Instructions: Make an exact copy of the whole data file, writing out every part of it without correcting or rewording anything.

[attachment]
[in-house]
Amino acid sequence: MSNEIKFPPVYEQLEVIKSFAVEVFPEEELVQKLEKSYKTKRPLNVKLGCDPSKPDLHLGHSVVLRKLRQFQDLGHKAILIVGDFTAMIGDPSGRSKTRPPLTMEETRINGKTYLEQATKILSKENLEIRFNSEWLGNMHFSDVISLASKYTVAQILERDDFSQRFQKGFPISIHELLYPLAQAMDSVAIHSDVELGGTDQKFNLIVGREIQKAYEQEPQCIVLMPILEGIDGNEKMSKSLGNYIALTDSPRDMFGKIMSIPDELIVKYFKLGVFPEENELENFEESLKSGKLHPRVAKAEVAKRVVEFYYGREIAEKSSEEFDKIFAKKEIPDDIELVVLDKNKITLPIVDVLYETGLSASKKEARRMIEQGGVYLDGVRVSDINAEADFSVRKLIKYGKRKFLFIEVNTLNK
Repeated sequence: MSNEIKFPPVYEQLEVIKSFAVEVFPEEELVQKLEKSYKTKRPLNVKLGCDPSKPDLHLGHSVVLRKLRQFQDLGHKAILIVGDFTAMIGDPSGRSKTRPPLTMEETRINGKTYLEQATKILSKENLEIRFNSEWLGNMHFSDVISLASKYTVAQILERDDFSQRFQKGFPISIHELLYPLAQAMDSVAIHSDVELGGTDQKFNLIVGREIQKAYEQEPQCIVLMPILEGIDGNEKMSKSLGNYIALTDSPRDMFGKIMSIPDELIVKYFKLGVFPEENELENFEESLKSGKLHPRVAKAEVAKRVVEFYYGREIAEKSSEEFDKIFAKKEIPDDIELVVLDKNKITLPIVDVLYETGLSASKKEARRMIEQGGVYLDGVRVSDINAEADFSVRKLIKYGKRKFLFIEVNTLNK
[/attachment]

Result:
[in-house]
Amino acid sequence: MSNEIKFPPVYEQLEVIKSFAVEVFPEEELVQKLEKSYKTKRPLNVKLGCDPSKPDLHLGHSVVLRKLRQFQDLGHKAILIVGDFTAMIGDPSGRSKTRPPLTMEETRINGKTYLEQATKILSKENLEIRFNSEWLGNMHFSDVISLASKYTVAQILERDDFSQRFQKGFPISIHELLYPLAQAMDSVAIHSDVELGGTDQKFNLIVGREIQKAYEQEPQCIVLMPILEGIDGNEKMSKSLGNYIALTDSPRDMFGKIMSIPDELIVKYFKLGVFPEENELENFEESLKSGKLHPRVAKAEVAKRVVEFYYGREIAEKSSEEFDKIFAKKEIPDDIELVVLDKNKITLPIVDVLYETGLSASKKEARRMIEQGGVYLDGVRVSDINAEADFSVRKLIKYGKRKFLFIEVNTLNK
Repeated sequence: MSNEIKFPPVYEQLEVIKSFAVEVFPEEELVQKLEKSYKTKRPLNVKLGCDPSKPDLHLGHSVVLRKLRQFQDLGHKAILIVGDFTAMIGDPSGRSKTRPPLTMEETRINGKTYLEQATKILSKENLEIRFNSEWLGNMHFSDVISLASKYTVAQILERDDFSQRFQKGFPISIHELLYPLAQAMDSVAIHSDVELGGTDQKFNLIVGREIQKAYEQEPQCIVLMPILEGIDGNEKMSKSLGNYIALTDSPRDMFGKIMSIPDELIVKYFKLGVFPEENELENFEESLKSGKLHPRVAKAEVAKRVVEFYYGREIAEKSSEEFDKIFAKKEIPDDIELVVLDKNKITLPIVDVLYETGLSASKKEARRMIEQGGVYLDGVRVSDINAEADFSVRKLIKYGKRKFLFIEVNTLNK